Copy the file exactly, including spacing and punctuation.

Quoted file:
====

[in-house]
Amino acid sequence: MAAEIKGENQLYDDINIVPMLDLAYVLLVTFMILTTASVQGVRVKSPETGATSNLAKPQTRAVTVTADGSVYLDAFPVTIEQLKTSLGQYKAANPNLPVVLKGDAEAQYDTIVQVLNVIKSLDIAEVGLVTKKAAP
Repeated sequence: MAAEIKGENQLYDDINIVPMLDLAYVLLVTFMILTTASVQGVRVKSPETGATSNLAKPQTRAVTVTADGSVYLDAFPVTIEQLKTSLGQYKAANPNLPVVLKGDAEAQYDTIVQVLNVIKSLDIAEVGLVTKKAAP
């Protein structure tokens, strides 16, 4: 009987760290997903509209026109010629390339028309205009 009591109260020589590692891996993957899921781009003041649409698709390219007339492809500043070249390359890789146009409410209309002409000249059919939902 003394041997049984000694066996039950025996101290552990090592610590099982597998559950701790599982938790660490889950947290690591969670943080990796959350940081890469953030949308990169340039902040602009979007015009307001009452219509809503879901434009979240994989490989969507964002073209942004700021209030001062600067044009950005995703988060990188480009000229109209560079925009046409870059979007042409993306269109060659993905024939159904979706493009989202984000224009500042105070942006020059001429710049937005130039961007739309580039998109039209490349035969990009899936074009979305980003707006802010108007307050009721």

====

[in-house]
Amino acid sequence: MAAEIKGENQLYDDINIVPMLDLAYVLLVTFMILTTASVQGVRVKSPETGATSNLAKPQTRAVTVTADGSVYLDAFPVTIEQLKTSLGQYKAANPNLPVVLKGDAEAQYDTIVQVLNVIKSLDIAEVGLVTKKAAP
Repeated sequence: MAAEIKGENQLYDDINIVPMLDLAYVLLVTFMILTTASVQGVRVKSPETGATSNLAKPQTRAVTVTADGSVYLDAFPVTIEQLKTSLGQYKAANPNLPVVLKGDAEAQYDTIVQVLNVIKSLDIAEVGLVTKKAAP
């Protein structure tokens, strides 16, 4: 009987760290997903509209026109010629390339028309205009 009591109260020589590692891996993957899921781009003041649409698709390219007339492809500043070249390359890789146009409410209309002409000249059919939902 003394041997049984000694066996039950025996101290552990090592610590099982597998559950701790599982938790660490889950947290690591969670943080990796959350940081890469953030949308990169340039902040602009979007015009307001009452219509809503879901434009979240994989490989969507964002073209942004700021209030001062600067044009950005995703988060990188480009000229109209560079925009046409870059979007042409993306269109060659993905024939159904979706493009989202984000224009500042105070942006020059001429710049937005130039961007739309580039998109039209490349035969990009899936074009979305980003707006802010108007307050009721």